The Federal Aviation Administration has announced new procedures following the aborted landing of a presidential plane carrying first lady Michelle Obama that flew too close to a military cargo jet on Monday.
FAA spokeswoman Laura Brown said that the agency will start requiring a supervisor to monitor movements of flights involving the vice president and first lady, just as the FAA already requires for flights carrying President Obama.
"As of today, we are making the same supervisor oversight requirement for (vice president and first lady) flights in the D.C. area and at their destinations where possible," she said.
The announcement comes as both the FAA and National Transportation Safety Board launch investigations into the incident. It marked the latest embarrassment for the FAA, which is trying to tamp down growing anxiety over flying after suspending nine air traffic controllers and supervisors across the country in recent weeks, including five for sleeping on the job.
Monday's mishap didn't involve a sleeping air traffic controller. Instead, the civilian controller at the regional radar facility in Warrenton, Va., allowed the Obama plane to get too close to an Air Force C-17 plane landing in front of it at Andrews Air Force Bace.
The FAA requires a minimum separation of five miles between planes when the plane in the lead is as large as the 200-ton cargo jet because the turbulence created by the wings can be dangerous to trailing aircraft.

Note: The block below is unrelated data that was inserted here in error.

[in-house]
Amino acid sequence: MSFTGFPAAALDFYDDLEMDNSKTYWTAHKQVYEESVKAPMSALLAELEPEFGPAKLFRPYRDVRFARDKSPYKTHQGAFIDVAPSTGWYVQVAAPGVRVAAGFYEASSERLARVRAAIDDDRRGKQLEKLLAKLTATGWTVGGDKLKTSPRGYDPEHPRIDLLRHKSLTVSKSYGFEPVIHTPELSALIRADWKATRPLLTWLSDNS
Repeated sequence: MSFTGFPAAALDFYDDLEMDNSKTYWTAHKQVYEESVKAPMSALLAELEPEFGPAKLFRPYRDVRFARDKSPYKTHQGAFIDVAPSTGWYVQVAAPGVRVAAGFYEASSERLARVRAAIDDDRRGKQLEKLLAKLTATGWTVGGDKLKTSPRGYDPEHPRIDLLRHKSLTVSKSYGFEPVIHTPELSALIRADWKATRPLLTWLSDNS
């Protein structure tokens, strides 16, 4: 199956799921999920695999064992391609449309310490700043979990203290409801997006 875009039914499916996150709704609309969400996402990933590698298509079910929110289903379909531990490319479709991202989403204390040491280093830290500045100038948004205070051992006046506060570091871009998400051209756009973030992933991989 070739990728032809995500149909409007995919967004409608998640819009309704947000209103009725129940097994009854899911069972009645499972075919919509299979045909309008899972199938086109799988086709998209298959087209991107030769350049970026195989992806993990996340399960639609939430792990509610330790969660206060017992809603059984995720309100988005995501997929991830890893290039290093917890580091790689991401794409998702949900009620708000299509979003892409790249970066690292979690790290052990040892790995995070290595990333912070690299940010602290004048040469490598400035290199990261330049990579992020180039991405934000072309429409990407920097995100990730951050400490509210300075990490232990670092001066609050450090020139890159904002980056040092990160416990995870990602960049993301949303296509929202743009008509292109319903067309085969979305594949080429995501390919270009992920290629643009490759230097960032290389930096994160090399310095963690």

Michelle Obama and Jill Biden, wife of the vice president, were aboard a Boeing 737, one of the fleet of presidential passenger jets, returning from an appearance on ABC's "The View" in New York, when the mishap occurred on final approach to Andrews.
The civilian controller in Warrenton told the military's controller at Andrews that the distance between the planes was 4 miles -- an estimate that turned out to be inaccurate. The distance was just more than 3 miles.
The controllers at Andrews ordered the Obama plane to execute a series of "S-turns" in an effort to increase the distance, but that was ineffective. The military controllers weren't sure there was enough time for the C-17 to get off the runway once it landed before the first lady's plane could land on the same runway. So they instructed the Obama plane to abort its landing.
The FAA said it was investigating the incident as a possible error by controllers at Warrenton and added that the aircraft were never in any danger.
Michelle Obama's office said it would not be commenting on the incident.
After a series of incidents this year involving sleeping air traffic controllers, the FAA official in charge of the U.S. air traffic system resigned last week.
The first disclosed case of a controller falling asleep on duty occurred March 23 at Washington's Reagan National Airport. The most recent was this week, when a controller at a regional radar facility near Cleveland was suspended for watching a movie on a DVD player when he was supposed to be monitoring air traffic.
The Associated Press contributed to this report.